Just 15 minutes from Singapore’s mainland, nature lovers can discover a verdant paradise on Pulau Ubin, a 1020-hectare island teeming with wildlife, history and adventure. Day-trippers can leave behind the bustling city streets and towering skyscrapers for bike paths, boardwalks and biodiverse habitats. They can traverse ecosystems, come across Singapore’s last authentic rural village and stand in awe in front of the multitude of phenomenal vistas.
We’ve got three very good reasons why you should visit Pulau Ubin plus two of the best ways you can get out and about on the island and make the most of your day-trip adventure.
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Experience the natural environment
The eastern corner of Pulau Ubin is home to one of Singapore’s richest ecosystems—the Chek Jawa Wetlands. Six habitats can be found side by side, from sandy to rocky beaches, a seagrass lagoon to mangroves and coral rubble to a coastal forest. Visitors can traverse this natural wonderland via the 1.1-kilometre boardwalk as well as other trails.
But the island’s natural wonders don’t stop there. Island hoppers can make their way to Butterfly Hill (home to 140 species of butterflies including the previously-thought-extinct Dwarf Crow), check out the Ubin Fruit Orchid and make their way through the Sensory Trail ponds—one of the island’s highlights.
Although they’re no longer in use, the former quarries on Pulau Ubin (of which Pekan Quarry is the most known) have been transformed into biodiverse habitats featuring freshwater wetlands. They make for stunning scenic viewpoints and the perfect spot to stop for a moment, breathe in the clean air and take a snapshot of your day out in nature.
Where there is nature, there is wildlife. And Pulau Ubin is brimming with animal life. It does help to have a guide on hand to help spot the wild boars, Asian water monitors, fiddler crabs, red junglefowls and mudskippers from the trails in the Chek Jawa Wetlands. However, you can do it on your own and experience the real thrill of seeing wildlife without the help of anyone else.
Pulau Ubin is also home to monkeys as well as birds like various kinds of Herons, the Collared Kingfisher and Straw-headed Bulbul, which are best seen from atop the seven-storey high (21m) Jejawi Tower overlooking the tree canopy or at Pekan Quarry. Watch them nest and see them fly through the air.
Tour through history
Pulau Ubin was formerly known as the Granite Stone Island and its quarries provided the stone used in public housing as well as the construction of the Causeway, Istana and the Raffles Lighthouse among other structures in Singapore. The golden age of granite mining was in the 1800s and peaked in the 1930s.
During this time and up until the 1960s, a sizable workforce was formed made up of Kheks (Chinese dialect group) and Malay families who also provided labour for commercial crop production and lived in traditional Kampongs. Numbers have dwindled since then, but approximately 35-40 villagers remain living on Pulau Ubin in wooden kampong houses (some a century old) without running water or state-provided electricity.
Visitors to Pulau Ubin can revel in the 1960s charm, meander down winding forest paths for a truly off-the-beaten-track experience and visit a number of historical sites as well, including an old Wayang (“Chinese Opera”) stage, a Chinese temple built in 1969 and the German Girl Shrine dedicated to an anonymous German girl who fell to her death in the early 1900s.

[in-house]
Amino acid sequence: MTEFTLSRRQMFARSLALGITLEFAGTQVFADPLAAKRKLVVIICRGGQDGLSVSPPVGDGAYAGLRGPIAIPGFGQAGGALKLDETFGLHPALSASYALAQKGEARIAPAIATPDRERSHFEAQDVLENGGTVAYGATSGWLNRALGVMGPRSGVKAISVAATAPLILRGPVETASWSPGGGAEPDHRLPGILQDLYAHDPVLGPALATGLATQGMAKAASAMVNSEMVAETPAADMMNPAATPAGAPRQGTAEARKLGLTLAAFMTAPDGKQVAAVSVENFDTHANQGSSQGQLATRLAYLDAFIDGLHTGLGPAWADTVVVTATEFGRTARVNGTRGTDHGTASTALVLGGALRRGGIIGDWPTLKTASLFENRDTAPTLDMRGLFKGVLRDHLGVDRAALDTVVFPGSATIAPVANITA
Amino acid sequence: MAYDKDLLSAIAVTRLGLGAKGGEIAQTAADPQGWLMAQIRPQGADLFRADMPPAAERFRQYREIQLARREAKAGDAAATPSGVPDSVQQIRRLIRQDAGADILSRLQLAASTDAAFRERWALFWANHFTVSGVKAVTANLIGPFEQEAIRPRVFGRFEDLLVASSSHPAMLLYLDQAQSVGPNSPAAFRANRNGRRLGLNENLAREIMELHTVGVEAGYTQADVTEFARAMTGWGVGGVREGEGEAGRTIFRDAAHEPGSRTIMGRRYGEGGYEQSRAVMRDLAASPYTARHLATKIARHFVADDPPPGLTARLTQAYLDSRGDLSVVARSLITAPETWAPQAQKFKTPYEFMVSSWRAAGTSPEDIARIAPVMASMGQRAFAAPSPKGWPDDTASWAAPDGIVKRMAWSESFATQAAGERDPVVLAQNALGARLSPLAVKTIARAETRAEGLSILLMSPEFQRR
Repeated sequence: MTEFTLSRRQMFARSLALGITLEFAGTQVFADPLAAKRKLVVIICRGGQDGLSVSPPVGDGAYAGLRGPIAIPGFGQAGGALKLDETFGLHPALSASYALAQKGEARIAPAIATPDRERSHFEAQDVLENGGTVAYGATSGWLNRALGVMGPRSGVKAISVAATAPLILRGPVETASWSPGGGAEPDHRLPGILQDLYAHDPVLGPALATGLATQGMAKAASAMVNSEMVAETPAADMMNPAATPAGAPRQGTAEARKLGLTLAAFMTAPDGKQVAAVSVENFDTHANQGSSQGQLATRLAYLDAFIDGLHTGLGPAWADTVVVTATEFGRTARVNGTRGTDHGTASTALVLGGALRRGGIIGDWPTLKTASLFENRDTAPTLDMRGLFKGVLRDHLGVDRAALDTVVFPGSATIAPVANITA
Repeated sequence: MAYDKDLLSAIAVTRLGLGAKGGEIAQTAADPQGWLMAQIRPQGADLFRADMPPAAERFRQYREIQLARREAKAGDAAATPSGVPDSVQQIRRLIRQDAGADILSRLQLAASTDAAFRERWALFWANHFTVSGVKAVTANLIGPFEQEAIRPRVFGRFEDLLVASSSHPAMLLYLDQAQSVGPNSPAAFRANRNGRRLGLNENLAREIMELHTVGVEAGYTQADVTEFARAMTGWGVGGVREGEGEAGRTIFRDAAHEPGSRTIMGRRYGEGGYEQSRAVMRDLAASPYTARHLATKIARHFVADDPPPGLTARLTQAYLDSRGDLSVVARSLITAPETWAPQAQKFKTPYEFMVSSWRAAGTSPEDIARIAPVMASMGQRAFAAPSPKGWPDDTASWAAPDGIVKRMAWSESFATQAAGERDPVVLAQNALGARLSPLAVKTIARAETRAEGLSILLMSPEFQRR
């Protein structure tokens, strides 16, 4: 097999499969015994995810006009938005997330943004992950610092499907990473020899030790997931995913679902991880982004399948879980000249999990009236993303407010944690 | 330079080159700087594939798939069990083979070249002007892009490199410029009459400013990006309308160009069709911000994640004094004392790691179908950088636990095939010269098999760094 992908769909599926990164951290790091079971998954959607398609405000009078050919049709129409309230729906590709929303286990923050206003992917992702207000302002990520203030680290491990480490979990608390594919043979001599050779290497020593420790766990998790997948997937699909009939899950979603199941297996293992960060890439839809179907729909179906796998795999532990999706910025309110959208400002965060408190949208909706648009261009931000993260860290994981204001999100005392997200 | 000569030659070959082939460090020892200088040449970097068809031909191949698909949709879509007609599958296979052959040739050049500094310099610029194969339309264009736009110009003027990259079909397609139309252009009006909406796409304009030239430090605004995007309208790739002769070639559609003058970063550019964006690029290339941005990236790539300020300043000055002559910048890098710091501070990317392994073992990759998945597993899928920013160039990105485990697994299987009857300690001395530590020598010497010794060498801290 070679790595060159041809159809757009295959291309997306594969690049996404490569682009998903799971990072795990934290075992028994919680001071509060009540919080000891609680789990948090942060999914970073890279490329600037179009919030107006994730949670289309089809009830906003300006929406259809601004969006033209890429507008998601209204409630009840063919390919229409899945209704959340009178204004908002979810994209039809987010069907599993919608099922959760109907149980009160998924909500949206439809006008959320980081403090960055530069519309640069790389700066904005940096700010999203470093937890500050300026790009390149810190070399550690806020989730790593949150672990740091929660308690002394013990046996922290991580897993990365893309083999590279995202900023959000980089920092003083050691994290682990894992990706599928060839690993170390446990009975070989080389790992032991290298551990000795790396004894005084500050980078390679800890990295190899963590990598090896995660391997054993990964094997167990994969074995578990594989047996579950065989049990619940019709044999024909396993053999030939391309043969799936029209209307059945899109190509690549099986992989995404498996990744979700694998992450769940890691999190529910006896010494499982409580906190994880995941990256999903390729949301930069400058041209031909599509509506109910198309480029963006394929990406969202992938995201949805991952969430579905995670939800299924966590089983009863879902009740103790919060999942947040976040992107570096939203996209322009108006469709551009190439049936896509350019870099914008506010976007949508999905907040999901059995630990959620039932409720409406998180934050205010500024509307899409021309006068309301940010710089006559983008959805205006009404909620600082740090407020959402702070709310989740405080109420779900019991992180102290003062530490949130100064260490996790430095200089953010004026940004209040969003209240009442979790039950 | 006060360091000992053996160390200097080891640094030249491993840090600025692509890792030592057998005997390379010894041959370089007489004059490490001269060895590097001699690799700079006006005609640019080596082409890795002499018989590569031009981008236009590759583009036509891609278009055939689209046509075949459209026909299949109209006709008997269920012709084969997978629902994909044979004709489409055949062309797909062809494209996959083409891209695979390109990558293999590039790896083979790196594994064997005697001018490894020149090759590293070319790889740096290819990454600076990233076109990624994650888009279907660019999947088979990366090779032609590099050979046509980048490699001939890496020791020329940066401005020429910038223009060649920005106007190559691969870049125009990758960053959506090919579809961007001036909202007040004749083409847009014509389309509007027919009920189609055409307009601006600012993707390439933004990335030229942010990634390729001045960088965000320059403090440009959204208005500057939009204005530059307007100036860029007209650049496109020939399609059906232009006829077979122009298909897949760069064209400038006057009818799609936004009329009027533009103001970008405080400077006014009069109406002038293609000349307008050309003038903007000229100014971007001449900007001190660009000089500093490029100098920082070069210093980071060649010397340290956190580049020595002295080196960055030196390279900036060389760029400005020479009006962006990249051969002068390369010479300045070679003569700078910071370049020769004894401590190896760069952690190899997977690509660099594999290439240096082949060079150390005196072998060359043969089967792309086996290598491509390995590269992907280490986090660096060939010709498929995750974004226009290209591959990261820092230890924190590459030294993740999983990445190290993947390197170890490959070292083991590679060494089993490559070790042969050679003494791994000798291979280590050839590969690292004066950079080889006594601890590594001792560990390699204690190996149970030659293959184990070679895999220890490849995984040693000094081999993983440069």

Go on a cycling adventure
There’s a lot to explore on Pulau Ubin, which is why the best way to get around is by bike and with someone who knows the ins and outs of the island trails. That way you’ll be sure to find all the best, secret spots and the must-see sights when you visit. Besides, letting someone lead you on a leisurely cruise by bike down island roads and on trails is a wonderful way to decompress from city life.
The crew at Adventures by Asian Detours are some of the most knowledgeable people on Pulau Ubin and their tours can be customised to suit your mood and interests because their experience and their professionalism help them cater to what the group wants. The four-hour bike ride with a tour guide will take you through as many or as few of Pulau Ubin’s trails as you like.
From leisurely sightseeing to trying your hand at more challenging bike trails, they’ve got you covered. The tour guides will do everything possible to help you leave with an appreciation of this small parcel of paradise, including taking you past rural sights and the site of Singapore’s last remaining kampong where you might just be able to interact with the friendly local villagers who still call Pulau Ubin home.
The Ubin Bike Trail tours depart daily from the Asian Detours HQ at 9:30am and 1:30pm and include bicycle and helmet, English-speaking Adventure Leader, water refills and personal accident insurance coverage. A minimum of two people is required for each booking.
How to get to Pulau Ubin
A day out on Pulau Ubin is unlike any other adventure in Singapore and it’s one that’s worth revisiting time and time again. To get there, head to the Changi Point Ferry Terminal and catch a bumboat which will take you to the Pulau Ubin jetty. It costs just S$3.
Not a bad price for a day out in nature, seeing wildlife and discovering the history of the island. Although, you might want to hit up that bike tour first in order to know all the ins and outs and secret spots.
Whatever you do, don’t forget your camera.